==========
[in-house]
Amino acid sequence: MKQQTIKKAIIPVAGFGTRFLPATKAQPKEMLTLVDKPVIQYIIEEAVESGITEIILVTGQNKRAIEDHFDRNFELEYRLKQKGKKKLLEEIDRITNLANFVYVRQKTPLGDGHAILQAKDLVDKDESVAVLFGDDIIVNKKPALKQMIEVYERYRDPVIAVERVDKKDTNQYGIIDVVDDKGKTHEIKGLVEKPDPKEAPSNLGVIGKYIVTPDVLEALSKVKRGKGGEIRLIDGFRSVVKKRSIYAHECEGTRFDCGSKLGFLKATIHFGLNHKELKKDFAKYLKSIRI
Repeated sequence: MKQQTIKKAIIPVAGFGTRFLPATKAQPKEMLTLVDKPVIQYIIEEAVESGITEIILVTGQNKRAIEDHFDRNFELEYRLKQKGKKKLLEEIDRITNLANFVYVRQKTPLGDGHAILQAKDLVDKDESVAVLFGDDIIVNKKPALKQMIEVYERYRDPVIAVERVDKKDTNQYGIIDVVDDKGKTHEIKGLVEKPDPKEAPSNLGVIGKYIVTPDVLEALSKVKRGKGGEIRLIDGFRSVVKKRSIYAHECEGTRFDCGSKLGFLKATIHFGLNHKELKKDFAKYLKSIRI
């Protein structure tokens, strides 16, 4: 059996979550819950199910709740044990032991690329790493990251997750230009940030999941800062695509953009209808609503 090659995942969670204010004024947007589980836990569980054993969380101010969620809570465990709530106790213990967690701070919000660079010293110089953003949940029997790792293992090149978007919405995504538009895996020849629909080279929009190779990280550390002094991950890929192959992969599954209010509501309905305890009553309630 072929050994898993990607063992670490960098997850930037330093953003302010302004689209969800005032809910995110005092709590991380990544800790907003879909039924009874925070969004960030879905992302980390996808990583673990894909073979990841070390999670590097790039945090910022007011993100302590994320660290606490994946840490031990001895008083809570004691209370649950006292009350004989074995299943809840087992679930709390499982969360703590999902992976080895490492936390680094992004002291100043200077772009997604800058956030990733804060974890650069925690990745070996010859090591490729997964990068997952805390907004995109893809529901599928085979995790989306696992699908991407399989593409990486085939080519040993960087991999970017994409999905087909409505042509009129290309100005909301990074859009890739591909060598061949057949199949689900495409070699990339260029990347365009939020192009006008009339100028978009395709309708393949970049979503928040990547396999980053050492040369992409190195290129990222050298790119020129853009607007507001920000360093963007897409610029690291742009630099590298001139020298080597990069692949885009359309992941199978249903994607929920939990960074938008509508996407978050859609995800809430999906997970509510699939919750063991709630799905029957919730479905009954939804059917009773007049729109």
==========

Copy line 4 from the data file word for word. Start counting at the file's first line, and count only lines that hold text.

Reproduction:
């Protein structure tokens, strides 16, 4: 059996979550819950199910709740044990032991690329790493990251997750230009940030999941800062695509953009209808609503 090659995942969670204010004024947007589980836990569980054993969380101010969620809570465990709530106790213990967690701070919000660079010293110089953003949940029997790792293992090149978007919405995504538009895996020849629909080279929009190779990280550390002094991950890929192959992969599954209010509501309905305890009553309630 072929050994898993990607063992670490960098997850930037330093953003302010302004689209969800005032809910995110005092709590991380990544800790907003879909039924009874925070969004960030879905992302980390996808990583673990894909073979990841070390999670590097790039945090910022007011993100302590994320660290606490994946840490031990001895008083809570004691209370649950006292009350004989074995299943809840087992679930709390499982969360703590999902992976080895490492936390680094992004002291100043200077772009997604800058956030990733804060974890650069925690990745070996010859090591490729997964990068997952805390907004995109893809529901599928085979995790989306696992699908991407399989593409990486085939080519040993960087991999970017994409999905087909409505042509009129290309100005909301990074859009890739591909060598061949057949199949689900495409070699990339260029990347365009939020192009006008009339100028978009395709309708393949970049979503928040990547396999980053050492040369992409190195290129990222050298790119020129853009607007507001920000360093963007897409610029690291742009630099590298001139020298080597990069692949885009359309992941199978249903994607929920939990960074938008509508996407978050859609995800809430999906997970509510699939919750063991709630799905029957919730479905009954939804059917009773007049729109």